• bipolar disorder;
  • incidence;
  • mortality;
  • prevalence;
  • socioeconomic factors


The aim of the study was to describe temporal changes in bipolar disorder during 20 years within the Swedish population and to investigate clinical and socioeconomic characteristics, drug treatment, and mortality among patients with bipolar disorder.


We conducted a retrospective, nationwide registry study (the Swedish Population Register) that included all patients diagnosed with bipolar disorder (1991–2010) and linked individual data from the Swedish National Patient Register, the National Prescribed Drug Register, and the Population Register (NCT01455961). A cross-sectional cohort analysis was performed for years 2006 versus 2009. Data were analyzed using descriptive statistics.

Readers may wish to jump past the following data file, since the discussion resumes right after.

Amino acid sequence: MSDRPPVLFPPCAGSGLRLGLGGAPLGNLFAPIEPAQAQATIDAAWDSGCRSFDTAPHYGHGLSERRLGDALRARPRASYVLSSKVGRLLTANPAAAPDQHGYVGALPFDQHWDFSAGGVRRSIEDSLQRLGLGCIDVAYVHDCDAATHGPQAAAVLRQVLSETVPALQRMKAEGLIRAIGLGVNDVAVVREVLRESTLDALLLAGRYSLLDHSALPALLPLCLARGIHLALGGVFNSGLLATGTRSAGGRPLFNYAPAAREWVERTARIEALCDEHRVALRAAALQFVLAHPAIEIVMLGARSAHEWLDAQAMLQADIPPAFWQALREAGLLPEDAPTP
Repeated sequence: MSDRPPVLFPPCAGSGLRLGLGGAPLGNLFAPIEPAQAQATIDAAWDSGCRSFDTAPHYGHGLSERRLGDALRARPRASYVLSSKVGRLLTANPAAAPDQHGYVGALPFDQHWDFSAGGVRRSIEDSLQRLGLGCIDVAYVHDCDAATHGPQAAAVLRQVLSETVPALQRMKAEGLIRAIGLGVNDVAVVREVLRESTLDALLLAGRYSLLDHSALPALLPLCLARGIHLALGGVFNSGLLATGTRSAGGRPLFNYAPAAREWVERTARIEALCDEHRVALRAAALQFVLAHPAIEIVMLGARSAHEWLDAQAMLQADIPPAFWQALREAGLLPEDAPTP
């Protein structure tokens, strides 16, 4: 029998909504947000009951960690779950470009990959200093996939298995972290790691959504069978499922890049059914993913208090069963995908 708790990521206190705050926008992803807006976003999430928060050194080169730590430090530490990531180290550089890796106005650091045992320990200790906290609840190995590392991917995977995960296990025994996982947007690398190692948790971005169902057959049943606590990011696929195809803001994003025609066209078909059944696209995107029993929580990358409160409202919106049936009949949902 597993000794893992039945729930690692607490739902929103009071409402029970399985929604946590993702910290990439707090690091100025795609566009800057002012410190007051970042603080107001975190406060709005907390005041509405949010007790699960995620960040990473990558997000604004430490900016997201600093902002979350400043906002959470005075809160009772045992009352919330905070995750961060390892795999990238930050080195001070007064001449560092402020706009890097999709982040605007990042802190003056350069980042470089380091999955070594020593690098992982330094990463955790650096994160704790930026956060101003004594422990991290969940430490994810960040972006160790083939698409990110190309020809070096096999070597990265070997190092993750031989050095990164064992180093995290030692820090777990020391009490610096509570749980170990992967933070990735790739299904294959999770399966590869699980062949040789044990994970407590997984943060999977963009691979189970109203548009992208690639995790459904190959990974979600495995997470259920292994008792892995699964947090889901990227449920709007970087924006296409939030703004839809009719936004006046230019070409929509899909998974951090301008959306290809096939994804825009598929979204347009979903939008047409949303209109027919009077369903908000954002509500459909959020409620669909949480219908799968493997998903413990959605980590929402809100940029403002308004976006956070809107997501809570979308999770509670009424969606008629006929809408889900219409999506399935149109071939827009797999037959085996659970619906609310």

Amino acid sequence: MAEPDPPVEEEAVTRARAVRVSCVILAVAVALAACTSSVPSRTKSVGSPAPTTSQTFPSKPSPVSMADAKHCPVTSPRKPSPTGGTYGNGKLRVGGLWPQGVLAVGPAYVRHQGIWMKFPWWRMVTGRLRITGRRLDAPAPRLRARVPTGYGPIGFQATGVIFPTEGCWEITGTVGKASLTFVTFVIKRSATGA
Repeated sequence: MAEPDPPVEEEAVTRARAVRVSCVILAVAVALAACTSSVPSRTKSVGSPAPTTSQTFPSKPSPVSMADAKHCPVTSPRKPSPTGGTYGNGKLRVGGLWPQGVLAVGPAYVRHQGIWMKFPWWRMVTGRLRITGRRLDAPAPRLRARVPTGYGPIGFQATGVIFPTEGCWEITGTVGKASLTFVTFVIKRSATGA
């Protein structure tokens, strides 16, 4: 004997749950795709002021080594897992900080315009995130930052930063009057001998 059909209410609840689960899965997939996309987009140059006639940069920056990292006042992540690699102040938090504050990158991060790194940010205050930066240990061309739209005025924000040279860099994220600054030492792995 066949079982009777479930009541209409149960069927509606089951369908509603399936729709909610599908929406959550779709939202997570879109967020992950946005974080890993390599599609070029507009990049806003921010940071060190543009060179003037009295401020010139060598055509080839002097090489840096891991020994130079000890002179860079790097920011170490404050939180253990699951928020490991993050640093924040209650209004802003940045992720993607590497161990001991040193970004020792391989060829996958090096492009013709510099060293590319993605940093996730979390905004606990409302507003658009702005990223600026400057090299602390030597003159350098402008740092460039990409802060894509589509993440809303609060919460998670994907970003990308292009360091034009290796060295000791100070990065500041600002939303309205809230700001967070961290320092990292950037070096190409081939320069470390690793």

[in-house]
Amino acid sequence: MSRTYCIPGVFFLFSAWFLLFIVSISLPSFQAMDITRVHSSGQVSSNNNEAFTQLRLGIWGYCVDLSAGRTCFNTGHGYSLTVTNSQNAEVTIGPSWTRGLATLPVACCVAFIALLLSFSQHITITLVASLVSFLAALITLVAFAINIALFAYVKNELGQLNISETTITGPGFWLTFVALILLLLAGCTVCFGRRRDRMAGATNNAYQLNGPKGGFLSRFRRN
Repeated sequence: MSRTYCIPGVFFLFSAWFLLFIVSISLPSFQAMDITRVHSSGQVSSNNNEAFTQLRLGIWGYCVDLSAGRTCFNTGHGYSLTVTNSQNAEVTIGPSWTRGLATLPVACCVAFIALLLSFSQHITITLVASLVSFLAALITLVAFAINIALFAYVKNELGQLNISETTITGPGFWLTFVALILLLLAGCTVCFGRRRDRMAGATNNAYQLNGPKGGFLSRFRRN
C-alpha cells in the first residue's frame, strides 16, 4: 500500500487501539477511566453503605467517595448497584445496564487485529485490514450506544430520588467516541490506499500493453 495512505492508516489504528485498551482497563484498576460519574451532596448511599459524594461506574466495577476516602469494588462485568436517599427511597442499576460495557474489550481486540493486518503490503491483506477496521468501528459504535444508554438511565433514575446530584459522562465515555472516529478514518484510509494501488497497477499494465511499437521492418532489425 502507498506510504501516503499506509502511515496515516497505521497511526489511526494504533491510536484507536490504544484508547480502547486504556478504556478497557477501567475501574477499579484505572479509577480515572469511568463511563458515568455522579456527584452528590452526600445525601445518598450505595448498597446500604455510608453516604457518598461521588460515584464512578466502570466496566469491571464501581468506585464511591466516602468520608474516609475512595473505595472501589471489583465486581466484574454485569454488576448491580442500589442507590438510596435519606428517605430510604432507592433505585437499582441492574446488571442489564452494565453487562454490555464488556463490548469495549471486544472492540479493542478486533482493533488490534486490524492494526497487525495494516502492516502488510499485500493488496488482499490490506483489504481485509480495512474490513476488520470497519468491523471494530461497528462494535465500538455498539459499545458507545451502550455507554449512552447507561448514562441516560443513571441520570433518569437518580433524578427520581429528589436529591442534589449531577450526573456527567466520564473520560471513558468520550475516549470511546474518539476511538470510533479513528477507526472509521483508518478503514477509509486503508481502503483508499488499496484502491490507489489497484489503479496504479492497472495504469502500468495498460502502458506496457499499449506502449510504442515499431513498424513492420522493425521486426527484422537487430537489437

During the study period, the annual incidence of diagnosed bipolar disorder increased 3.5-fold, and patients were diagnosed at a younger age. Mortality among patients with bipolar disorder was twice that of the general population. Compared to an age-standardized population, 30% fewer patients with bipolar disorder were available for work. Among the 40% employed, 64% reported sick leave (46% >100 days/year). Despite similar education levels, disposable income was lower compared to the general population. The most commonly preceding psychiatric diagnoses were depressive or anxiety disorders. Comparing the data for 2006 and 2009 demonstrated similar somatic comorbidity burdens and socioeconomic levels. There was also a decrease in dispensed antipsychotic medications and lithium, while antiepileptic prescriptions increased slightly. Antidepressant dispenses remained virtually unchanged.


In Sweden, the incidence and prevalence of diagnosed bipolar disorder have increased during the last 20 years. Compared to the general population, these patients had similar education levels, lower employment levels, less disposable income, more sick leave, and twice the mortality. A trend towards earlier diagnosis, more use of antidepressants, and less use of lithium was seen.